I grew up riding horses, training horses, and bucking out wild horses. I think the first time I was placed on a horse was at a rodeo when I was two years old. Oh, I wasn’t put on a bucking bronc or anything like that, but I did ride around the arena with a man who was a good friend of my father’s. He helped them lift me up on the horse and I loved the feeling of riding around looking at all the other horses and just “riding.” It was from that moment on that I studied horses, rode horses, and eventually owned a horse or two through my early years. One particular horse I owned was a red filly that I named Gina. Gina was a little skinny when my dad brought her home from a horse sale one night. I remember him unloading her in the two acre corral behind our home and asking me to feed her some mixed horse feed and give her some water. Even in the dark, I knew that I loved that horse and spent the next hour just watching her eat. Up until that time I had only riden smaller ponies, so I knew this was my graduation horse to the big time, “full size horses.” Gina was my first big horse and her quiet demeanor gave me some good confidence about our future together. I thought, “she is really calm and I think she likes me already!” So, the next morning I was up at the crack of dawn and out in the tack room getting my “gear” ready for my graduation day ride. I went out and petted Gina. She acted glad to see me, and I easily slipped the bridle in her mouth and proceeded to saddle her up to begin the big graduation ride. After letting her get a quick drink I loaded up on Gina and rode to the “Kelly’s” house next door. You see, our next door neighbor was a family of a local dentist, Harry Kelly, and his four daughters loved to ride horses, and in the summer we went on trail rides every day. So, when I woke them up with my new “full size” horse, they immediately went to their barn, saddled up their horses, and we “headed out” on a morning ride of about 10 miles. I was so proud of my Gina, and they were totally impressed with how pretty she was and how mild mannered as well. That was the first of many other trail rides on Gina and over the next few weeks her skinny body began to take on more muscle and more strength. I thought she was really looking good and continued to feed her the best feed I could get, and then it happened. I had noticed that Gina was a little more reluctant to let me catch her in the open field and it was becoming a struggle, so I started luring her with feed (she loved to eat) to the pen and then I could catch her. This one particular day as I put the saddle on her she tried to bite me, and after slapping her face I continued saddling her. I also didn’t notice the look in her eye as I started to climb up in the saddle. This was a look that was going to be consistent every time I tried to ride her from that day on. I swung up into the saddle as always and started to prompt her forward. That’s when it happened! Gina became a wild, bunking bronco, and proceeded to plant me head first onto the hard ground of the pasture. I “kind of” remember seeing her run off bucking wildly as she ran to the other side of the field. Then I blacked out. I woke up, still laying there, wondering “what happened.” As I set up I could see Gina about 100 yards away grazing quietly on the grass around her. Boy, my head sure hurt, but I wasn’t going to give up that easily. I proceeded to run to the other end of the pasture and Gina led me on a wild goose chase for about 30 minutes, and then I caught her. At that point, I thought to myself, “is she going to do this again?” Fear had gripped me and as I got back in the saddle, I was really starting to be scared. I went ahead and timidly got in the saddle and got settled. It was at that point that Gina starting bucking again and deposited me on the ground in a dirty heap. It was at that point that I didn’t want Gina for my horse anymore and proceeded to take the saddle off and “skip” feeding her that day. A few days later my dad noticed I had not been riding Gina and asked why. I told him she had turned into “crazy horse.” He laughed and went out and saddled her up and got in the saddle and rode her without even the hint of a hop. He got off and told me that Gina was a little weak when she first got her and that her good feed and care had made her fat and sassy and that I was going to have to show her who’s boss. He said these famous words that dictated my approach about riding horses from there on, “She can sense when you are afraid.” “You have to show her who’s boss.” I learned a lot that day about horses and also about life….even the Christian life.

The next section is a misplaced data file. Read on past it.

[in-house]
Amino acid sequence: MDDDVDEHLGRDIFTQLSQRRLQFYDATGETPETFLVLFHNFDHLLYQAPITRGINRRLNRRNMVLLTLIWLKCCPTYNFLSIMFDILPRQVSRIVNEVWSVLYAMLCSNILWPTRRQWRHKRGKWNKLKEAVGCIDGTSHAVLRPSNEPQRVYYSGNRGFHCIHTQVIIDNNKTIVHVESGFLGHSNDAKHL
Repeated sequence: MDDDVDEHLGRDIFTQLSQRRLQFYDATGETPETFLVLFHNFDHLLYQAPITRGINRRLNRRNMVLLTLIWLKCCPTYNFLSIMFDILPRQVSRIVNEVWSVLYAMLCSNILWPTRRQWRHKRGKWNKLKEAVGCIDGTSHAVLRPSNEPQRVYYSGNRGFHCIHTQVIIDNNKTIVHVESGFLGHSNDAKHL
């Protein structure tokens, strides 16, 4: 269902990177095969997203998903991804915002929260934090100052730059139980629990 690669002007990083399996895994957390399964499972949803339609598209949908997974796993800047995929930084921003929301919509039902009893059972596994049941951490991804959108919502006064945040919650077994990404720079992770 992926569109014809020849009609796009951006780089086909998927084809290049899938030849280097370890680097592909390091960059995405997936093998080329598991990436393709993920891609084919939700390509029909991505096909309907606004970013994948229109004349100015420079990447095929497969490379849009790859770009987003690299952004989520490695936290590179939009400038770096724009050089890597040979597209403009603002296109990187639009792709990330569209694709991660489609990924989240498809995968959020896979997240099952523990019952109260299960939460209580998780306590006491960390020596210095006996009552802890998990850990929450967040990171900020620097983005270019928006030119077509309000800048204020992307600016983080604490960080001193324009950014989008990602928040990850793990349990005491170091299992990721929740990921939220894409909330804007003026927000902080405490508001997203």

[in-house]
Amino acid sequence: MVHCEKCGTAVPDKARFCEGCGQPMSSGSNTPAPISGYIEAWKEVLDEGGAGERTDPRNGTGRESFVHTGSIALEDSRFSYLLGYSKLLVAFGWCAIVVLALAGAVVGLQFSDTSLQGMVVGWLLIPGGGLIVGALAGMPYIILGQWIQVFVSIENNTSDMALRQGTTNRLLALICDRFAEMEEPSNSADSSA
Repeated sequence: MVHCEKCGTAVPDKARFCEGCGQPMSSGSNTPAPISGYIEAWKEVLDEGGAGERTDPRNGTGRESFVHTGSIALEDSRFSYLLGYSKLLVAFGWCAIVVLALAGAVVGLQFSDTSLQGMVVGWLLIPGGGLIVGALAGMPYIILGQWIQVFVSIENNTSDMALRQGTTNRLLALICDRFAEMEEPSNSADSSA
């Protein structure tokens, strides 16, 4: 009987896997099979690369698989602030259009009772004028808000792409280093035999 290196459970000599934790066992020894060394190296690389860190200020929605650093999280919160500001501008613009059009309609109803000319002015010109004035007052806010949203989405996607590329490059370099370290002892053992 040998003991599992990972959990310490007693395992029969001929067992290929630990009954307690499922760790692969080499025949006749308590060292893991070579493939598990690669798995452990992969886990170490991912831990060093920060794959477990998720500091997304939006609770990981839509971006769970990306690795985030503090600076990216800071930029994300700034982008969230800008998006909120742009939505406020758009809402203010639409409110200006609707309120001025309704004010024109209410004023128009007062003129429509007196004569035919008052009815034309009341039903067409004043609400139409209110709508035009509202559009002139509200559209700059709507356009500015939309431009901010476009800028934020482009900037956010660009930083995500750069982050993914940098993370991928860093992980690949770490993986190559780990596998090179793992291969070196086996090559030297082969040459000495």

We start out in our Christian Walk and everything seems so glorious and cool. Christian friends in the church are so encouraging and uplifting, and the newness of our faith just feels so right. As we go about living our life, things just seem to fall in place; church, youth meetings, etc. It’s like a glorious Utopia. In the early days it’s kind of like the disciples when they followed Jesus as He was healing and restoring lives. Then He sent them out!! This was their graduation to the “big horse.” That’s when those who had been fattened from the desires of the world met those great men of God face to face with challenges they had not planned on, but they remained faithful. They took the Gospel of Jesus Christ with them through one bronco after another, and they just kept on getting back up and riding again and again. Their example of handling the pressures of actually living a vibrant Christ-like is a living testimony that gives all in the faith great strength and courage. Warp ahead to today…to us….to real life as we know it….. Have you taken your full steps to spiritual maturity? In other words, have you stepped into that realm of faith that challenges the lies of the world and lifts up the name of Jesus, no matter what the circumstances? It’s a HUGE step of faith to actually live the Christian Life, I mean really LIVE, and thus represent the faith we have in our life. We say it’s what we want as we attend Bible Study after Prayer Meeting, after witnessing training, after mentoring group. But do we really? I know as a minister, I have a very select group of people I equip, enable, and empower to do the ministry. As I lead them to find their place (riding style) in the work of the Lord, I try to make it as easy as possible. Why would I do that? Jesus didn’t do that! Why would I sugar coat something so radical like living for Christ? Why would I eat that sugar myself? It could be because I am, we are, FEARFUL! Fearful that if we totally give in to Christ it will brand me, even with others who are believers. Fearful that I can’t ride that wild horse, or don’t want to ride that wild horse. Fearful that the sacrifice will be just too much. Fearful!!!